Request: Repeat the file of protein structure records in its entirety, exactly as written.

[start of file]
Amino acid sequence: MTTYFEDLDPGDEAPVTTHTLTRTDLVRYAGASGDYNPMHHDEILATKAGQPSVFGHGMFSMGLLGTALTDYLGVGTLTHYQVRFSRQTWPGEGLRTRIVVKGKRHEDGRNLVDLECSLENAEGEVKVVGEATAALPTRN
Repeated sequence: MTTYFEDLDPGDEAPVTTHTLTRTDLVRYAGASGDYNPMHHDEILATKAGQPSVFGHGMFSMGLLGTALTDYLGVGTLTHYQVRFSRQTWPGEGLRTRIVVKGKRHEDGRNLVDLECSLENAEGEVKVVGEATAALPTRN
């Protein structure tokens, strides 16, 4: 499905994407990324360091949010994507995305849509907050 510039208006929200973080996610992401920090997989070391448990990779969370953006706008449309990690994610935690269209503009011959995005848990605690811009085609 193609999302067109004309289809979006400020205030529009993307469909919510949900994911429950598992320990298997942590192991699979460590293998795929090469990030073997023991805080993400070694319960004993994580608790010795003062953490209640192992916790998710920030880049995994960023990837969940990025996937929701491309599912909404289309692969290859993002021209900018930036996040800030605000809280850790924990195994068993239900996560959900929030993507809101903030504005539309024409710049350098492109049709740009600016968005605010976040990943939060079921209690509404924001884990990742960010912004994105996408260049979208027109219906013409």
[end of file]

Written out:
Amino acid sequence: MTTYFEDLDPGDEAPVTTHTLTRTDLVRYAGASGDYNPMHHDEILATKAGQPSVFGHGMFSMGLLGTALTDYLGVGTLTHYQVRFSRQTWPGEGLRTRIVVKGKRHEDGRNLVDLECSLENAEGEVKVVGEATAALPTRN
Repeated sequence: MTTYFEDLDPGDEAPVTTHTLTRTDLVRYAGASGDYNPMHHDEILATKAGQPSVFGHGMFSMGLLGTALTDYLGVGTLTHYQVRFSRQTWPGEGLRTRIVVKGKRHEDGRNLVDLECSLENAEGEVKVVGEATAALPTRN
């Protein structure tokens, strides 16, 4: 499905994407990324360091949010994507995305849509907050 510039208006929200973080996610992401920090997989070391448990990779969370953006706008449309990690994610935690269209503009011959995005848990605690811009085609 193609999302067109004309289809979006400020205030529009993307469909919510949900994911429950598992320990298997942590192991699979460590293998795929090469990030073997023991805080993400070694319960004993994580608790010795003062953490209640192992916790998710920030880049995994960023990837969940990025996937929701491309599912909404289309692969290859993002021209900018930036996040800030605000809280850790924990195994068993239900996560959900929030993507809101903030504005539309024409710049350098492109049709740009600016968005605010976040990943939060079921209690509404924001884990990742960010912004994105996408260049979208027109219906013409």